"Well," said 'Bert, addressing Mr Pamphlett—and his face, though pale, was dogged—"if 'Beida's willin', I'd as lief get it off my mind. . . . The first thing, sir, was P'liceman Rat-it-all's comin' to me, Tuesday evenin': an' he said to me, 'What be you doin' to occupy yourself as a Boy Scout, now that this here coast-watchin's off?'—"

"I didn' say 'off,'" interrupted Rat-it-all. "I didn' use no such low and incorrect expression. My words was 'Now that this here coast-watchin' has come to a ontimely end.'"

"I dessay that was the way you put it," 'Bert admitted. "When you starts talkin' Lun'on, all I can follow is the sense—an' lucky if that."

"Bodmin," corrected Rat-it-all modestly. "I don't pretend to no more than the Provinces as yet: though Lord knows where I may end."

"Get on with the story, boy," Mr Pamphlett commanded.

"Well, sir, I owned to him that I was left pretty well at a loose end, with nothin' on hand but to think out how to do a Kind Action every day, as is laid down in the Scout Rules: and it may come easy enough to you, sir," added 'Bert with unconscious irony, "but I got no invention. An' his manner bein' so friendly, I told him as how I was breakin' my heart for a job. 'Would 'ee like to catch a Spy—a real German one?' says he. 'Get along with 'ee, pullin' my leg!' says I. 'I ben't pullin' your leg,' says he. 'I be offerin' what may turn out to be the chance o' your life, if you're a smart chap an' want promotion.' 'What is it?' said I. 'Well, I mention no names,' said he, 'but you live in the same house with Nicholas Nanjivell.' 'We're turnin' out this week,' said I. 'All the more reason why you should look slippy an' get to work at once,' says he. Then I told him, sir," went on 'Bert, gathering confidence from the sound of his own voice, "that I was fair sick o' plannin' to do Kind Actions, which was no business of anybody's in War time, and a bad let-down after coast-watchin'. 'But,' said I,"—here he turned upon Nicky-Nan—"'if 'tis a Kind Action for Mr Nanjivell, I'd as lief do it upon him as upon anybody: for you might almost call him one o' the family,' I said. 'Kind Action?' says he. 'I don't want you to do him no kinder action than to catch him out for a German spy. I name no names,' says he, 'but from information received, he's in the Germans' pay, an' Mrs Polsue is ready to swear to it.'"

Nicky-Nan gripped his walking-staff and stood erect, as if to spring on Mr Pamphlett. But of a sudden the enormity of the charge seemed to overcome him, and he passed a hand over his eyes.

"That's the second time," he muttered. "An' me, that—God help me!— scarce bothered myself about its bein' a War at all: bein' otherwise worried, as you'd know, sir." His straight appeal to his inveterate enemy had a dignity more convincing than any violent repudiation. But Mr Pamphlett waved it aside.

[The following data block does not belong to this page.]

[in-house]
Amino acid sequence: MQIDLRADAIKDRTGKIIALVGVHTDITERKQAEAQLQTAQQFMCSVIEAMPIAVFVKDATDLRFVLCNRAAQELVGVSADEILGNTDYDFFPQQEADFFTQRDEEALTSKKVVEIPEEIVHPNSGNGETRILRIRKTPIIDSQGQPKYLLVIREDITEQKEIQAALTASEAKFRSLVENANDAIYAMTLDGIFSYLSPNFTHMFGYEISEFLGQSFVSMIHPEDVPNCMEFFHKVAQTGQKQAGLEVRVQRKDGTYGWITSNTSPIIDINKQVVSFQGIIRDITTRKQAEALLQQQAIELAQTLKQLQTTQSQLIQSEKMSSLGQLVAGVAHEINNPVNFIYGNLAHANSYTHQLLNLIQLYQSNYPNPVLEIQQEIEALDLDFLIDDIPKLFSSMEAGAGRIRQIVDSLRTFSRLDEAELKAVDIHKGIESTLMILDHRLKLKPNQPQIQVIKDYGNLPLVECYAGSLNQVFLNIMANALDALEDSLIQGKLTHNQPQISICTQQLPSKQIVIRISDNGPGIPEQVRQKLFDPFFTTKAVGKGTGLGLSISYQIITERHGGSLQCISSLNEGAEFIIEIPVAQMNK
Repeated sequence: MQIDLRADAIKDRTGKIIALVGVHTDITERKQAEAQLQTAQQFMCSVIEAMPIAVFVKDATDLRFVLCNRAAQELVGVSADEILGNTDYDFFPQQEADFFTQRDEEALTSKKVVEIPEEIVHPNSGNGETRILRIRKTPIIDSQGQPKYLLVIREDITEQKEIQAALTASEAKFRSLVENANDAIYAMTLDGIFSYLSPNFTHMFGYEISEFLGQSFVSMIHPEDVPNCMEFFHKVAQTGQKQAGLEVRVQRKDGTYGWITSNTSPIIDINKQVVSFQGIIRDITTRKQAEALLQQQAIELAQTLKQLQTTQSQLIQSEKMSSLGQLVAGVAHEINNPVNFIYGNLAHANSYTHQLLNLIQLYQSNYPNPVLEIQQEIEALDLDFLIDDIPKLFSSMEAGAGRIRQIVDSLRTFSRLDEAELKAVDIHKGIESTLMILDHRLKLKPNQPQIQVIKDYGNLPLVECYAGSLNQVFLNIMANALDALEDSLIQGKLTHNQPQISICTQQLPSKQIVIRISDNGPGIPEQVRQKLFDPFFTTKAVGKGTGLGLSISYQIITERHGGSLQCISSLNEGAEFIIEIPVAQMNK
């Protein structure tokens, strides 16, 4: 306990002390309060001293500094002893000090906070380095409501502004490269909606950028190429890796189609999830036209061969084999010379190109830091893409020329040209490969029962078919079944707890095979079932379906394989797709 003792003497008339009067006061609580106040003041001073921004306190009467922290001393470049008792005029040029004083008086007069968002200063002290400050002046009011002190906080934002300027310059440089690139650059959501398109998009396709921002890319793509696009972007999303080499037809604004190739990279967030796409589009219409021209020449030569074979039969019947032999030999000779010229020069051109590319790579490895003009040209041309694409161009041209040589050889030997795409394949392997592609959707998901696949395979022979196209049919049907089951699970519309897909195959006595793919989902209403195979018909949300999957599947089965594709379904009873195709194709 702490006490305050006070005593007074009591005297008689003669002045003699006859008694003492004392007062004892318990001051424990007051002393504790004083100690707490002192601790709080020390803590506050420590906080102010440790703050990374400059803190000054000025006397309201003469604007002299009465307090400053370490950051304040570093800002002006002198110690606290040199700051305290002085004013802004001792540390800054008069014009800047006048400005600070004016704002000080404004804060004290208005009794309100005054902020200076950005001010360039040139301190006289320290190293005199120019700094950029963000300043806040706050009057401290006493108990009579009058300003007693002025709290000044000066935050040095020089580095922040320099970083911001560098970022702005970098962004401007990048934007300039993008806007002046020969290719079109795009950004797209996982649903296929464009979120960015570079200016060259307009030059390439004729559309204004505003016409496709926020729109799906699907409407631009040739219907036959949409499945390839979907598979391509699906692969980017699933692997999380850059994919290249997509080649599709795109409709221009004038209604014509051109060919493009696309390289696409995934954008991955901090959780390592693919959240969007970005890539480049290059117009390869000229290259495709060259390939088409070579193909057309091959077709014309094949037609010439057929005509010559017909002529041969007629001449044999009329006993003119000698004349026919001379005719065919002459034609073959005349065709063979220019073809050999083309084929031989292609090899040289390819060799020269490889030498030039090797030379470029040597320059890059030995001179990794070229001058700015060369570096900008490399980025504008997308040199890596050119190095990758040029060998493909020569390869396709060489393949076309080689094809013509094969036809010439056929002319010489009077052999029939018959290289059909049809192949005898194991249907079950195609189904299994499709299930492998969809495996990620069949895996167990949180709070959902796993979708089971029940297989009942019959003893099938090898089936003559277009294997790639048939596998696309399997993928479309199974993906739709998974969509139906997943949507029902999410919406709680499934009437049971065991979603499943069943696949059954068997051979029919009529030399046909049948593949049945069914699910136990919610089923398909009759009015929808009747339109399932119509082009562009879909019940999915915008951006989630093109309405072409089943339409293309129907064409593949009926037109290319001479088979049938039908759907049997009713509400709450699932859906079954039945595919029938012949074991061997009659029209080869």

"Let the boy tell his story. . . . Well, boy, and what was your answer to the constable?"

"I told him," said 'Bert stolidly, "to get along for a silly fat-head. Didn't I, now?" 'Bert appealed to the recipient of that compliment to confirm its textual accuracy.

"He did so," corroborated Rat-it-all. "He is right to that extent. Which it gave me such a poor opinion of the whole Boy Scout movement that I've treated it thenceforth as dirt beneath my feet. There was a time when I thought pretty tolerably of Baden-Powell. But when it comes to fat-heads—"

"But you see, sir," 'Bert went on, "this put me in mind that I'd seen Rat-it-all for two days past behavin' very silly behind walls an' fuzz-bushes, an' 'most always in the wake o' Nicky-Nan—of Mr Nanjivell, I mean: which I'd set it down that it was a game between 'em, an' Mr Nanjivell just lendin' himself for practice, havin' time on his hands. First along I'd a mind to join in an' read the man one or two Practical Hints out o' the sixpenny book; for worse shadowin' you couldn' see. But when it turned out he was doin' it in earnest against Mr Nanjivell I allowed as I'd give him a taste o' the real article, which is what they call 'Scoutin' for Scouts' in the Advanced Course; whereby he called on Mr Gilbert here, yesterday afternoon; an' Mr Gilbert's back parlour window bein' open because o' the hot weather, and me bein' behind the water-butt at the corner—"

"You tarnation imp!" exclaimed the builder.

"Which," continued 'Bert stolidly, "he was askin' if he reckoned by chance th' Old Doctor's House had any secret hidin' places, an' would he oblige the landlord Mr Pamphlett by comin' along to-morrow an' bringin' a hammer? Which I went straight home an' borryed mother's, an'—an'—"

"An' you've told quite enough," put in 'Beida. "By no means," objected Mr Pamphlett. "What have you children done with the money?"

"Oh," said 'Beida wearily, "we're back on the old question, are we?"

But here Nicky-Nan broke in. "Mr Pamphlett," he said, "you tell that, as landlord, you've a right to walk in an' see to the repairs. Very well. I don't know the law: but I doubt if the law, when I look it up, 'll say that the said landlord has power to bring along a Bobby and a Speckilative Builder. It may be so, o' course. Any way, you've taken it so, an' walked in; an' the next thing you'll do is Walk Out." He pointed with his staff to the door. "Me—a German spy! Forth the three of 'ee!"